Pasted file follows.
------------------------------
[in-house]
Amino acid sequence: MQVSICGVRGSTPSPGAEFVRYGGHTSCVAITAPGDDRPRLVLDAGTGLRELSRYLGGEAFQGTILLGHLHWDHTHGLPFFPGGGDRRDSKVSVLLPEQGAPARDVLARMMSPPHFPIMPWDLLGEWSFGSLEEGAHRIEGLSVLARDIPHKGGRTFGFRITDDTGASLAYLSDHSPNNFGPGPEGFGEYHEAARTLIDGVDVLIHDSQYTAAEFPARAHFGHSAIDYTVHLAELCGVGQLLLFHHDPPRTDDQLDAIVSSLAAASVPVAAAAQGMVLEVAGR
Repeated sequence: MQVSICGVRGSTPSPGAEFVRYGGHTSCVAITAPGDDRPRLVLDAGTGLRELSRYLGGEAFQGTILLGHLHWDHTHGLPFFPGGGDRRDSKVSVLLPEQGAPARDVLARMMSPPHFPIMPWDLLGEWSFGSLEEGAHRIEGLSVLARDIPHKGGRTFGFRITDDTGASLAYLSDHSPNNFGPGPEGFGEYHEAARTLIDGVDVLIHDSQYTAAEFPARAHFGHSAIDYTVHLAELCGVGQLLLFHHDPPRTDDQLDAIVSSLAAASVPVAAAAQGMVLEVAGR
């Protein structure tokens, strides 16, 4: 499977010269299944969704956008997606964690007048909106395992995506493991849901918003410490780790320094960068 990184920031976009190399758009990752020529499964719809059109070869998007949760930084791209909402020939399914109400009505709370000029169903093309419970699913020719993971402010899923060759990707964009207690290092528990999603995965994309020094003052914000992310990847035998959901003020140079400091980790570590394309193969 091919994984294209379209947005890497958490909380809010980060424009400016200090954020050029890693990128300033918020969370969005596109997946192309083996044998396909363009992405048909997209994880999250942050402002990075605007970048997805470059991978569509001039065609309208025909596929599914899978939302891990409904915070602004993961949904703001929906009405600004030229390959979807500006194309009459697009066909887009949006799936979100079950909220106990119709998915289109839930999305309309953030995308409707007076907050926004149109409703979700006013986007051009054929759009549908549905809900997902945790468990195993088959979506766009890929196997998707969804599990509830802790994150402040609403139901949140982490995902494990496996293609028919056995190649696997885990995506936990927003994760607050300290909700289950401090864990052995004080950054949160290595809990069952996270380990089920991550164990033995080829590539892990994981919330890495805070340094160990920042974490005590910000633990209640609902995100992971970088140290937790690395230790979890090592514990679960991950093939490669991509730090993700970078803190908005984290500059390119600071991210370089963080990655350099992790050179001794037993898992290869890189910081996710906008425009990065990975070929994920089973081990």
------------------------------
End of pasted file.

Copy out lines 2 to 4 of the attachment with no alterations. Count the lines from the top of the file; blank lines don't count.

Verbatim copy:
Amino acid sequence: MQVSICGVRGSTPSPGAEFVRYGGHTSCVAITAPGDDRPRLVLDAGTGLRELSRYLGGEAFQGTILLGHLHWDHTHGLPFFPGGGDRRDSKVSVLLPEQGAPARDVLARMMSPPHFPIMPWDLLGEWSFGSLEEGAHRIEGLSVLARDIPHKGGRTFGFRITDDTGASLAYLSDHSPNNFGPGPEGFGEYHEAARTLIDGVDVLIHDSQYTAAEFPARAHFGHSAIDYTVHLAELCGVGQLLLFHHDPPRTDDQLDAIVSSLAAASVPVAAAAQGMVLEVAGR
Repeated sequence: MQVSICGVRGSTPSPGAEFVRYGGHTSCVAITAPGDDRPRLVLDAGTGLRELSRYLGGEAFQGTILLGHLHWDHTHGLPFFPGGGDRRDSKVSVLLPEQGAPARDVLARMMSPPHFPIMPWDLLGEWSFGSLEEGAHRIEGLSVLARDIPHKGGRTFGFRITDDTGASLAYLSDHSPNNFGPGPEGFGEYHEAARTLIDGVDVLIHDSQYTAAEFPARAHFGHSAIDYTVHLAELCGVGQLLLFHHDPPRTDDQLDAIVSSLAAASVPVAAAAQGMVLEVAGR
């Protein structure tokens, strides 16, 4: 499977010269299944969704956008997606964690007048909106395992995506493991849901918003410490780790320094960068 990184920031976009190399758009990752020529499964719809059109070869998007949760930084791209909402020939399914109400009505709370000029169903093309419970699913020719993971402010899923060759990707964009207690290092528990999603995965994309020094003052914000992310990847035998959901003020140079400091980790570590394309193969 091919994984294209379209947005890497958490909380809010980060424009400016200090954020050029890693990128300033918020969370969005596109997946192309083996044998396909363009992405048909997209994880999250942050402002990075605007970048997805470059991978569509001039065609309208025909596929599914899978939302891990409904915070602004993961949904703001929906009405600004030229390959979807500006194309009459697009066909887009949006799936979100079950909220106990119709998915289109839930999305309309953030995308409707007076907050926004149109409703979700006013986007051009054929759009549908549905809900997902945790468990195993088959979506766009890929196997998707969804599990509830802790994150402040609403139901949140982490995902494990496996293609028919056995190649696997885990995506936990927003994760607050300290909700289950401090864990052995004080950054949160290595809990069952996270380990089920991550164990033995080829590539892990994981919330890495805070340094160990920042974490005590910000633990209640609902995100992971970088140290937790690395230790979890090592514990679960991950093939490669991509730090993700970078803190908005984290500059390119600071991210370089963080990655350099992790050179001794037993898992290869890189910081996710906008425009990065990975070929994920089973081990």